980-E. coli 0157:H7

Course # DL-980: What You Always Wanted to Know About E. coli 0157:H7 Infection

by James I. Mangels, MA, CLS, MT(ASCP) - Consultant - Microbiology Consulting Services Santa Rosa, CA

Approved for 3.0 CE
Level of Difficulty: Intermediate


The Centers for Disease Control and Prevention (CDC) in Atlanta, Georgia estimates that 76 million Americans become ill, 300,000 are hospitalized, and 5,000 people die from foodborne illnesses each year (2). According to the CDC’s data, 24% of foodborne disease outbreaks are caused by bacteria, 5.4% by chemicals, 0.7% by parasites, 4.2% by viruses, and 68% are of unknown etiology (2). The most commonly reported bacterial agents of foodborne infections are, Campylobacter, Salmonella, Clostridium perfringens, and E. coli O157:H7 (2).

First described in 1982 after a foodborne outbreak involving undercooked hamburgers, E. coli O157:H7 is now recognized as a significant cause of foodborne and waterborne illness in the industrialized world (2). Each year, E. coli O157:H7 and other Shigella toxin-producing E. coli (STEC) strains cause an estimated 73,000 cases of hemorrhagic colitis and 60 deaths in the United States (likely an underestimate because many laboratories do not routinely include selective media for this organism, as this course will describe). As many as 8-18% of victims with E. coli O157:H7 infection—particularly young children or the elderly—go on to develop a disease called hemolytic uremic syndrome (HUS) (1,5,6). These patients may require kidney dialysis, transfusions or transplant, and some are left with chronic renal failure and neurological damage. Three to 5% of patients with HUS die (5,6).

Over 100 serotypes of E. coli produce Shigella toxins, and over 50 serotypes have been associated with hemorrhagic colitis or HUS (4). In the United States, E. coli O157:H7 is the most frequently isolated E. coli producing Shigella toxin (Shiga-toxin E. coli or STEC), but increasingly other non-O157 STEC organisms are being identified as causes of outbreaks and sporadic illness. Because most current laboratory methods for the detection of O157 STEC do not also detect non-O157 STEC, the incidence of documented non-O157 infections is undetermined (1,3, 4).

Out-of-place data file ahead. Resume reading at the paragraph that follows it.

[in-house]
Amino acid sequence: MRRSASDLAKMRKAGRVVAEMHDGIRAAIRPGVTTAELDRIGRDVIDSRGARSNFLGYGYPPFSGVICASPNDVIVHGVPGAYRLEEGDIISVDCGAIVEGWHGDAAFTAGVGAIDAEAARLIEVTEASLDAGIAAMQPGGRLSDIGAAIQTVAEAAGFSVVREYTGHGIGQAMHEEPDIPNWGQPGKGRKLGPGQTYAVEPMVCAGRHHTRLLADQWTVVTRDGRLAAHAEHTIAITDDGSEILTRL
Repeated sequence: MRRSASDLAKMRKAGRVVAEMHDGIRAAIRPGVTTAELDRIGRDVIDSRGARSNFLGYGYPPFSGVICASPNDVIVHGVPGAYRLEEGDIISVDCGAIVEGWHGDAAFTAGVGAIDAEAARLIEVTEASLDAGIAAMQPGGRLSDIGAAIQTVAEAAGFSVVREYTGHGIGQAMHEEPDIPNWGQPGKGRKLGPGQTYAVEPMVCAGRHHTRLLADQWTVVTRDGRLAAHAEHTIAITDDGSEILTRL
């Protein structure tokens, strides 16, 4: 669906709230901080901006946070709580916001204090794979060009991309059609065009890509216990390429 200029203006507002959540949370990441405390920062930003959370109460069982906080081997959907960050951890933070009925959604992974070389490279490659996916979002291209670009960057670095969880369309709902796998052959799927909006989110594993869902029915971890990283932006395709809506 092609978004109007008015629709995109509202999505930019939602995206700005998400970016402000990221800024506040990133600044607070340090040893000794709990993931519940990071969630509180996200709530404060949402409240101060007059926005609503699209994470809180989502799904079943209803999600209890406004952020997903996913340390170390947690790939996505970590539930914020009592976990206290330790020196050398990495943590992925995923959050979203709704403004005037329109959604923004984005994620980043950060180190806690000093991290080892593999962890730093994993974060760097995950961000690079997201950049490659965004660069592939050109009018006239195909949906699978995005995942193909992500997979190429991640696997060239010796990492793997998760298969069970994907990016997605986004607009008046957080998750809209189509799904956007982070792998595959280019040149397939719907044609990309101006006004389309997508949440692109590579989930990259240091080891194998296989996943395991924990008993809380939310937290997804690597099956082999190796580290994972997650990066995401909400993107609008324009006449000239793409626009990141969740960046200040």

In some countries, non-O157 STEC serotype strains are more commonly isolated, although most outbreaks and most cases of HUS are attributed to O157 STEC. In Europe and Australia, non-O157 serotypes predominate, especially 0111:H, 026, and 0103:H5, among others.

Clinical laboratories play a key role in the detection and surveillance of outbreaks. To protect the public health, it is critical that clinical laboratories are able to identify or rule out pathogens like E. coli O157:H7 during outbreaks. However, surveys have shown that laboratories vary widely in their stool culture protocol and in their ability to reliably isolate and correctly identify this organism (1,5,6). In some geographic areas and age groups in the United States, the rate of isolation of E. coli O157 from fecal specimens equals that of Campylobacter and exceeds that of Salmonella and Shigella.

This distance learning course will review some of the history of E. coli O157:H7 infection, where the isolates are found, how the organism is spread, the clinical symptoms of the disease, how the organism is isolated and identified by the clinical laboratory, and some steps people can take to reduce the risk of infection.


After completing this course the participant will be able to

  1. discuss the incidence of E. coli O157:H7 infection.
  2. outline the history of E. coli O157:H7 infections.
  3. explain how E. coli O157:H7 is acquired and spread.
  4. outline the clinical features of E. coli O157:H7 infection and some of the potential consequences of the disease.
  5. explain how the organism is isolated and identified.
  6. state methods to prevent or avoid infection from this organism.


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